Presented by Octagon
at eyes never sleep
September 19 - October 24
Visit by appointment
Cooper Campbell, with assistance from Firebird Bronze Foundry, Portland OR. Surmoulage, 1897, 1965-1975 (approx), 2020. After Auguste Rodin with Rudier Foundry, Sculptures LTD. Bronze. 12 x 6 x 8 inches. Photo: Andrew Jarman.
Presented as both an exhibition of artworks and as a book that compiles original writing and archival images, Instruments represents Cooper Campbell’s research into the practice of valuation. In tandem with the release of the book, the exhibition takes place at eyes never sleep, an apartment exhibition space on the Upper East Side of Manhattan founded by Colin Ross, an associate director at a gallery on Madison Avenue. The decision to situate Instruments in an art dealer’s home was an intentional one; Campbell has embedded these works within Ross’s domestic space to invoke an appraisal of the art industry’s participants themselves.
The title Instruments is derived from the term’s financial definition: monetary contracts between parties that can be created, traded, modified, and settled. Campbell’s interests in the monetization of art have urged him to examine the art market’s role in the accumulation of wealth. An analogy to alchemy is present in Campbell’s research—what is the definition of value, and how does one issue, institutionalize, or otherwise invent value from raw material alone?
Within the contemporary art world, creating a limited edition of a replicable art object is a widely accepted practice. The sales structure of nineteenth-century French Modernist Auguste Rodin’s artworks set a legal, financial, and cultural model for dispersing the concept of an original work of art, a precedent that remains a fundamental component to today’s art industry. After Rodin’s death in 1917, the French government inherited his intellectual property rights, formed Musée Rodin as a governing body of his estate, and began to posthumously produce Rodin’s sculptures in editions of twelve. By implementing traditional casting and scaling methods to replicate the same object in multiples, it became possible to profit numerous times from the sale of what was, in essence, the same artwork. Mid-century financiers were particularly passionate about collecting Rodin’s works, and Campbell’s essay illuminates unmistakable parallels between Rodin’s market structure and the world of securities trading. In tracing this contour, Campbell finds both markets to be realms impacted, commingled, and determined behind the scenes by the influence of singular individuals and private third parties.
To illustrate the phenomenon of valuation, Campbell has rendered disparate financial devices as his own artworks. Collectively these instruments question the systems of value creation, and the blurriness surrounding originality. Multiple systems are considered: spot prices (the constantly shifting values of copper, nickel, and tin on the commodities market); numismatic value (a coin collector’s valuations based on a coin’s rarity and historical importance); contractual value (a consignment, an IOU, a promise); novel value (an original versus an edition versus a copy); and retail value (the number on a price tag), amongst others. His interrogations of these orders of value take the form of material interventions, such as a nineteenth-century ormolu vase displaying a bouquet with gentian (a French flower used as a barometer for bitterness); and a surmoulage (an unauthorized cast of an original authorized casting) of Rodin’s Definitive Study for the Head of Balzac, 1897 with the casting sprues still attached to the work.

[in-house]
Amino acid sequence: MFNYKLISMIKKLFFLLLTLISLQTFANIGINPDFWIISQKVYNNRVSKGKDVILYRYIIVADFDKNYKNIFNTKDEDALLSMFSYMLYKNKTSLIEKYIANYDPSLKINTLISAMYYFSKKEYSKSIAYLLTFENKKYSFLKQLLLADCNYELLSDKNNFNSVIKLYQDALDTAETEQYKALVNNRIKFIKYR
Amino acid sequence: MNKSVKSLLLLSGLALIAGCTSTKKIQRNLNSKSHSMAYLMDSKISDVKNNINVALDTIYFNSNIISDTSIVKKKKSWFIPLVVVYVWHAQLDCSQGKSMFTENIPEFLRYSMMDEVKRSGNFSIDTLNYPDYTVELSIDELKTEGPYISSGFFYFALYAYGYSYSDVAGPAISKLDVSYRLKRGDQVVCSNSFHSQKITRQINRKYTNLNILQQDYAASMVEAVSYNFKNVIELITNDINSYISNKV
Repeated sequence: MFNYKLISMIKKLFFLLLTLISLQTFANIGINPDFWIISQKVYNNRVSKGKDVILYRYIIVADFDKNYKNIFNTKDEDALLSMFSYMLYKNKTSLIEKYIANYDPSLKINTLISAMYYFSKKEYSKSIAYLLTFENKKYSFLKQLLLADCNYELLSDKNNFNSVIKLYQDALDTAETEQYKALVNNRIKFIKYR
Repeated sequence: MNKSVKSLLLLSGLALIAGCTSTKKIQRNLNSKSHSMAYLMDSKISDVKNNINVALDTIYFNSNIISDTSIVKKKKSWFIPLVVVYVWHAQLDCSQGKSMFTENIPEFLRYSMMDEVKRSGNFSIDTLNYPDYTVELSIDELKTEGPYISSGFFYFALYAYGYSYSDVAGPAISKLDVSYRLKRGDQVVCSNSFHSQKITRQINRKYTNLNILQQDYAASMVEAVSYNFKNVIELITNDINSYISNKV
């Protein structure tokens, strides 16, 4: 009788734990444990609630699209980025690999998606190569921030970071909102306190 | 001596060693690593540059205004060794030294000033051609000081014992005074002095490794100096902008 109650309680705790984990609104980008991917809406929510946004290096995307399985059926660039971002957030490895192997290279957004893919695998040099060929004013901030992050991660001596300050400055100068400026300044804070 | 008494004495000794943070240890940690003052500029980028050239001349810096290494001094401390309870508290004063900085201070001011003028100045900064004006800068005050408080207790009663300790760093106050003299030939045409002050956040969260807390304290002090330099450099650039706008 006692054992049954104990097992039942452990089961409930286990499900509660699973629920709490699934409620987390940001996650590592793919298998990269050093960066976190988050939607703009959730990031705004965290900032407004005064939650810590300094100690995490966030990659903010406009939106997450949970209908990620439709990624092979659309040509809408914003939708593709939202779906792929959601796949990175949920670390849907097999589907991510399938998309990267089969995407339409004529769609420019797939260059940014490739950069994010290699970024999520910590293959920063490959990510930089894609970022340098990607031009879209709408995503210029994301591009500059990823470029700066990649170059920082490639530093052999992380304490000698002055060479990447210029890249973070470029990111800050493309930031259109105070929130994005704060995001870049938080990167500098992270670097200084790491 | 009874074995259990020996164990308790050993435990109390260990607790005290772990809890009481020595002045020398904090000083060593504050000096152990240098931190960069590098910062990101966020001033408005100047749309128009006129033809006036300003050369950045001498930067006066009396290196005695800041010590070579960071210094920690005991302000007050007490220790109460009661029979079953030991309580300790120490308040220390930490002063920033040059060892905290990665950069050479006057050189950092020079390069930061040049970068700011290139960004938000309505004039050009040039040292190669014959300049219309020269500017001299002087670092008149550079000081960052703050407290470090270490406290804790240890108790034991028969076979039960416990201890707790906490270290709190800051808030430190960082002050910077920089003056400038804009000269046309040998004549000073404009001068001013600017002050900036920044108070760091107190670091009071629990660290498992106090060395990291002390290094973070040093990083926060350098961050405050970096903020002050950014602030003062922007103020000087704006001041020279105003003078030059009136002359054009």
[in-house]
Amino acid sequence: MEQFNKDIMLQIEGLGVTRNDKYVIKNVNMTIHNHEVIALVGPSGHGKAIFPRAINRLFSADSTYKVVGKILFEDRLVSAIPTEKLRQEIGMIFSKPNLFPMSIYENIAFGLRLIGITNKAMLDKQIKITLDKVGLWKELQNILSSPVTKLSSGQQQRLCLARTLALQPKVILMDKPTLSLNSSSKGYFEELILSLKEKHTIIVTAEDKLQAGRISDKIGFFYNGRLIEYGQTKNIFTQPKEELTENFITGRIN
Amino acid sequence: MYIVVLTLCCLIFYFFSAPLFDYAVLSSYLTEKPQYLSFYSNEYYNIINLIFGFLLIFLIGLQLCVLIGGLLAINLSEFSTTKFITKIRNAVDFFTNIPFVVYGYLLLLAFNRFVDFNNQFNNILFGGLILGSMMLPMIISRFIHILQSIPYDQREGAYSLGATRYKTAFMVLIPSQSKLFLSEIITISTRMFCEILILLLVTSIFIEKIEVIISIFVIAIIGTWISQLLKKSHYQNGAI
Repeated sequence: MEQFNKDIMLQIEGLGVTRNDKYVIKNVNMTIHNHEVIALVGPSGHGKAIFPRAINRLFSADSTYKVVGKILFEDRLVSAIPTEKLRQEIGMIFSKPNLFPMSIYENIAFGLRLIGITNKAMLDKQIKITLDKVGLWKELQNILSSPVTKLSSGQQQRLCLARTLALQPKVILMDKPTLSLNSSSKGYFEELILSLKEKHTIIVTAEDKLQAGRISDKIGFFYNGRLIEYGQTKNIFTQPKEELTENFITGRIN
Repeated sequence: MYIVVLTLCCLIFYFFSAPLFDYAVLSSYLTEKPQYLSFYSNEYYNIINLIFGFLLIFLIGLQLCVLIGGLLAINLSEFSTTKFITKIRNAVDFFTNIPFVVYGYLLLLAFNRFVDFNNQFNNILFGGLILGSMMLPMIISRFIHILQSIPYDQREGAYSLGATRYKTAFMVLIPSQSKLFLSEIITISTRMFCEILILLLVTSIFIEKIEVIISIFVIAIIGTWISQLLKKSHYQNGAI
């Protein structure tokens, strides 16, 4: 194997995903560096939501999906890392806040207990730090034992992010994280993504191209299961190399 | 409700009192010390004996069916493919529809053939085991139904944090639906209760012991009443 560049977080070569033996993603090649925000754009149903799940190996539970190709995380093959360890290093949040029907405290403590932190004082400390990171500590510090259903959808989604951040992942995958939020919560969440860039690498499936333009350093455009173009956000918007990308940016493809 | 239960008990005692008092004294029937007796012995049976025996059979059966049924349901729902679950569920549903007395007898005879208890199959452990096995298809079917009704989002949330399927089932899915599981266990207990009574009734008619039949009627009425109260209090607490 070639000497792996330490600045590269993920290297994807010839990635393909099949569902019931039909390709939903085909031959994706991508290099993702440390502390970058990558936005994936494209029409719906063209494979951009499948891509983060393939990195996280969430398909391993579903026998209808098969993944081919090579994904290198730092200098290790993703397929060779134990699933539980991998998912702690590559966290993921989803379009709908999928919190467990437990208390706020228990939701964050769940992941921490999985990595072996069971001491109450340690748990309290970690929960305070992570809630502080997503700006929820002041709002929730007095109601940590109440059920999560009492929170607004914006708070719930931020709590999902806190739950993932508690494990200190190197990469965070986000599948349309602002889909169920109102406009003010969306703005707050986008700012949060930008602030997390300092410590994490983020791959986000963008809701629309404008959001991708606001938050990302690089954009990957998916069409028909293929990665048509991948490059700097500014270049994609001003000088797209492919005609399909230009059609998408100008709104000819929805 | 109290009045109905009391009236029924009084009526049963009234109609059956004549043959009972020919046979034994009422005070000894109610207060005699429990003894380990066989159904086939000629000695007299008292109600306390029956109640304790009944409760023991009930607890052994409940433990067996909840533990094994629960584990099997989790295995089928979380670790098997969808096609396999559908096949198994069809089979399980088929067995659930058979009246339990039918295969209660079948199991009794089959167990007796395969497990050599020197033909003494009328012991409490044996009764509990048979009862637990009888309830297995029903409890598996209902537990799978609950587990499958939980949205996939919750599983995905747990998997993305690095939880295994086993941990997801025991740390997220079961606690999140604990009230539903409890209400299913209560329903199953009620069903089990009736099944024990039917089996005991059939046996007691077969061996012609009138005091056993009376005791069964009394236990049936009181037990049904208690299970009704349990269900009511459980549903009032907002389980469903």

Both in concert and in conflict, the objects within Instruments gesture to cracks and circularities within the logic of value.
-Octagon + eyes never sleep
. . .
in medias res
july 9 - august 8, 2021
new york, ny 10021
opening friday, july 9, 6 - 9 pm
eyes never sleep is pleased to announce the inaugural exhibition in medias res. Featuring the work of Bradley Biancardi, Noel de Lesseps, Alissa McKendrick, Margaux Valengin, and Bradley Ward, the exhibition follows their exploration of the human figure through disjunctive scenes and opaque narratives of fantasy and fable.
Drawing upon and disrupting established art historical tropes—from the opulent tumult of Renaissance tableaux to the measured and distant coolness of Surrealism—these artists bring a sense of tension into otherwise familiar imagery. Disorienting but spirited, the works presented in in medias res leave viewers right here, in the midst of things, with courage in lieu of a compass.
Bradley Biancardi explores the inherent clumsiness of the human body in space while testifying to the grace of human character. Informed by his years studying Renaissance and Modern paintings and punctuated by leitmotifs of tools, socks, dead phones, and other contemporary paraphernalia, his layered compositions and the figures within them remain aloof, resting uneasily in an entanglement of limbs and looks that never quite connect.